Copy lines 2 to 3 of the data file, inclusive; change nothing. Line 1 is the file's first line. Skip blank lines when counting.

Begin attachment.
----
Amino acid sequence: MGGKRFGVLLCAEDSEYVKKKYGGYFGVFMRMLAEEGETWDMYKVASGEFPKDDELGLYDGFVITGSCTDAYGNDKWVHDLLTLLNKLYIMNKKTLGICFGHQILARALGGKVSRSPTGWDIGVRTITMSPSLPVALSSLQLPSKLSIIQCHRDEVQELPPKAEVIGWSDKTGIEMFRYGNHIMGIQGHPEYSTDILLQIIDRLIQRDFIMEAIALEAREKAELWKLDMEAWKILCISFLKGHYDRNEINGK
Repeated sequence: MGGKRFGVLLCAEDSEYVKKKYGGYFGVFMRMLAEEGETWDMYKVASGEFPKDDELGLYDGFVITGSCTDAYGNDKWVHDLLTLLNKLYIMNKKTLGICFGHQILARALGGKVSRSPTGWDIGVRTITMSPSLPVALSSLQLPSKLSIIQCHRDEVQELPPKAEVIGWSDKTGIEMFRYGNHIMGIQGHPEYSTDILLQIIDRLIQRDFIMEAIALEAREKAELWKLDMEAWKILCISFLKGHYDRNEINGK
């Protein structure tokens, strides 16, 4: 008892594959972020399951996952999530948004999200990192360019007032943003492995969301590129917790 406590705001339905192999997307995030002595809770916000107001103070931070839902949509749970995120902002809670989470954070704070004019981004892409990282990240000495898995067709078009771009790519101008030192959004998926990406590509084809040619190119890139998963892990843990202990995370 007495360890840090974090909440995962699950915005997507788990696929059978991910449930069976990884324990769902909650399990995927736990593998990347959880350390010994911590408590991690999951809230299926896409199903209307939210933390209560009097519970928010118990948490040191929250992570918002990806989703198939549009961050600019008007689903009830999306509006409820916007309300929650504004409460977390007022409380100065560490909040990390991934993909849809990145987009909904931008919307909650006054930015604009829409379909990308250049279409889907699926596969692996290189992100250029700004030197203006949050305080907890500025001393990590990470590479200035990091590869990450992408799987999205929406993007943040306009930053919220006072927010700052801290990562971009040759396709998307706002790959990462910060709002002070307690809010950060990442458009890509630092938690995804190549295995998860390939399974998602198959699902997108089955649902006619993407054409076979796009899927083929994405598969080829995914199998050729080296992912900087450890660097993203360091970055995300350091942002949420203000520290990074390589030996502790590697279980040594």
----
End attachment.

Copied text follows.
Repeated sequence: MGGKRFGVLLCAEDSEYVKKKYGGYFGVFMRMLAEEGETWDMYKVASGEFPKDDELGLYDGFVITGSCTDAYGNDKWVHDLLTLLNKLYIMNKKTLGICFGHQILARALGGKVSRSPTGWDIGVRTITMSPSLPVALSSLQLPSKLSIIQCHRDEVQELPPKAEVIGWSDKTGIEMFRYGNHIMGIQGHPEYSTDILLQIIDRLIQRDFIMEAIALEAREKAELWKLDMEAWKILCISFLKGHYDRNEINGK
């Protein structure tokens, strides 16, 4: 008892594959972020399951996952999530948004999200990192360019007032943003492995969301590129917790 406590705001339905192999997307995030002595809770916000107001103070931070839902949509749970995120902002809670989470954070704070004019981004892409990282990240000495898995067709078009771009790519101008030192959004998926990406590509084809040619190119890139998963892990843990202990995370 007495360890840090974090909440995962699950915005997507788990696929059978991910449930069976990884324990769902909650399990995927736990593998990347959880350390010994911590408590991690999951809230299926896409199903209307939210933390209560009097519970928010118990948490040191929250992570918002990806989703198939549009961050600019008007689903009830999306509006409820916007309300929650504004409460977390007022409380100065560490909040990390991934993909849809990145987009909904931008919307909650006054930015604009829409379909990308250049279409889907699926596969692996290189992100250029700004030197203006949050305080907890500025001393990590990470590479200035990091590869990450992408799987999205929406993007943040306009930053919220006072927010700052801290990562971009040759396709998307706002790959990462910060709002002070307690809010950060990442458009890509630092938690995804190549295995998860390939399974998602198959699902997108089955649902006619993407054409076979796009899927083929994405598969080829995914199998050729080296992912900087450890660097993203360091970055995300350091942002949420203000520290990074390589030996502790590697279980040594």